In Palisades at Fort Lee Condominium Association v. 100 Old Palisade, LLC, et al., 2017 N.J. LEXIS 845 (Palisades), the Supreme Court of New Jersey addressed how the discovery rule – which tolls the statute of limitations – applies in construction defect cases. The court clarified that, when a building has multiple owners, the statute of limitations begins to run when the first owner – be it an original or subsequent owner – in the line of building owners reasonably knew or should have known of the basis for a cause of action.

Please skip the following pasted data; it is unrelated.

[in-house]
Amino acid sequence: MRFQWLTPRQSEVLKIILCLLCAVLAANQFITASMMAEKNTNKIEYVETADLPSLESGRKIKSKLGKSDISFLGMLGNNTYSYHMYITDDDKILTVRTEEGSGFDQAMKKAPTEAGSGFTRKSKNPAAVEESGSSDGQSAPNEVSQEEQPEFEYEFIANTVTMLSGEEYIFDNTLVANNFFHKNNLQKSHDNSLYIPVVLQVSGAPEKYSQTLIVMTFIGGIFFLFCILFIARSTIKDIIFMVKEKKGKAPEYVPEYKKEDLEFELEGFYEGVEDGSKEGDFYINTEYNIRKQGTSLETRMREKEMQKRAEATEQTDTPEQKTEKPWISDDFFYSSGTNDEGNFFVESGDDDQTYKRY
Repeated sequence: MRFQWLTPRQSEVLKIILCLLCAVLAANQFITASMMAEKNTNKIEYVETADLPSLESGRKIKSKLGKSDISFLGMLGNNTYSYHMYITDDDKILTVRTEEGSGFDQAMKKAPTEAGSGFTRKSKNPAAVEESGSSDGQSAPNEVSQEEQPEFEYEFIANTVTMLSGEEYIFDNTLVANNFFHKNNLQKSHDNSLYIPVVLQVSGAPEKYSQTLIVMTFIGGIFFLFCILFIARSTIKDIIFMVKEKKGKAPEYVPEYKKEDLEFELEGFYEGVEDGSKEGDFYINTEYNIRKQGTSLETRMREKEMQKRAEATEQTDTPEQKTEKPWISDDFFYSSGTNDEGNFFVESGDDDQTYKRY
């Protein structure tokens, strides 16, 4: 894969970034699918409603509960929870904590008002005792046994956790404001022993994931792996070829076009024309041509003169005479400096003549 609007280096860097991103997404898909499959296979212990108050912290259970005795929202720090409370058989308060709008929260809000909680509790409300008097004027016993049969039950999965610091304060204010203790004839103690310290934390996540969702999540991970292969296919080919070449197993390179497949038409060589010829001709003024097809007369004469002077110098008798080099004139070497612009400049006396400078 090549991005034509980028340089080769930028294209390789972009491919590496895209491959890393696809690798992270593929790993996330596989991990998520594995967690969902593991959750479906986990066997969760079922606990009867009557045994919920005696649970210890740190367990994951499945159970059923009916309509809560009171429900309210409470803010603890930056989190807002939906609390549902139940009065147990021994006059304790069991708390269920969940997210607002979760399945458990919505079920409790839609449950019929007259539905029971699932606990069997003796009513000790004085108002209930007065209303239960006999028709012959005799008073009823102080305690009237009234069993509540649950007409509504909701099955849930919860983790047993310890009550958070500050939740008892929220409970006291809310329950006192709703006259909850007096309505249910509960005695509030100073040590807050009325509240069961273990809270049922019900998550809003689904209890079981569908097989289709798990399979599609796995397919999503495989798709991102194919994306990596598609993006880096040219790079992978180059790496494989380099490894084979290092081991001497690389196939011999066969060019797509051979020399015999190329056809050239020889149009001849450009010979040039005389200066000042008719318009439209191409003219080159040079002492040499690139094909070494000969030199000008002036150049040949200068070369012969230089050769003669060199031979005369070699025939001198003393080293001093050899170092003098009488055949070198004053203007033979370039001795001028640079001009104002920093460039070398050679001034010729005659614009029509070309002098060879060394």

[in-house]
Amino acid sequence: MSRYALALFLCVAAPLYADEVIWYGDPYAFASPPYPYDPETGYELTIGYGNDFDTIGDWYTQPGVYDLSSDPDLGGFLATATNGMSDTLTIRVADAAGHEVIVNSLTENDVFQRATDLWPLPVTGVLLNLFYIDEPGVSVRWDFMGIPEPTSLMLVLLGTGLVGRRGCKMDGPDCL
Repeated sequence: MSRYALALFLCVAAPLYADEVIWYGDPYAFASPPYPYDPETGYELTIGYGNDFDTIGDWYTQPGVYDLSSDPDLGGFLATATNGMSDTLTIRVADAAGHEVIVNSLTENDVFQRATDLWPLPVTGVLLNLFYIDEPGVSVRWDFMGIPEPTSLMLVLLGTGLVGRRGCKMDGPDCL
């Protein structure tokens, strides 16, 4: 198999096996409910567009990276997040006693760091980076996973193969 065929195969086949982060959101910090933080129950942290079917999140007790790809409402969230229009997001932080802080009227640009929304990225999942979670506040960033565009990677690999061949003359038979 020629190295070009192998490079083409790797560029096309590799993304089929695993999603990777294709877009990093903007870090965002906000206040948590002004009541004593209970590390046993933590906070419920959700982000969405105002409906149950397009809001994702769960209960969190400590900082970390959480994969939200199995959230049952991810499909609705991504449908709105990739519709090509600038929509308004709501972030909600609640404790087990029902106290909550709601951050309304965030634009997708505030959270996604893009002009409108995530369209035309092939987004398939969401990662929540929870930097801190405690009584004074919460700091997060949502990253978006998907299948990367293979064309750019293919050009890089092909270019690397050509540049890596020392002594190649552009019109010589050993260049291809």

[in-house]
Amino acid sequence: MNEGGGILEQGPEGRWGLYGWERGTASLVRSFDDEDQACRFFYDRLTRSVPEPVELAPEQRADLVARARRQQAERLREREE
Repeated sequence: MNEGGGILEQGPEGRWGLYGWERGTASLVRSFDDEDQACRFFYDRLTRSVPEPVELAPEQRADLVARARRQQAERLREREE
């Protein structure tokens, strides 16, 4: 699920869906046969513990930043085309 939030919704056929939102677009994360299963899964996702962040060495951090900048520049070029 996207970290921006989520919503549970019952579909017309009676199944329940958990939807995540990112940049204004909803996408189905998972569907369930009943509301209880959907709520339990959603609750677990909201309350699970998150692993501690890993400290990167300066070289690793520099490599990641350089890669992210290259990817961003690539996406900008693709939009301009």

Many states, including Texas, have Right to Repair statutes that require homeowners to provide notice and an opportunity to repair construction defects to home builders, including contractors who build condominiums. See, e.g. Tex. Prop. Code §§ 27.001 to 27.007. With respect to condominium-related construction defect claims, Texas recently adopted additional procedural requirements that a condominium association with eight or more units must comply with “before filing suit or initiating an arbitration proceeding to resolve a claim pertaining to the construction or design of a unit or the common elements” of a condominium. See Tex. Prop. Code § 82.119 (eff. Sept. 1, 2015). Prior to filing suit or initiating an arbitration proceeding, condominium associations subject to § 82.119 must, among other things: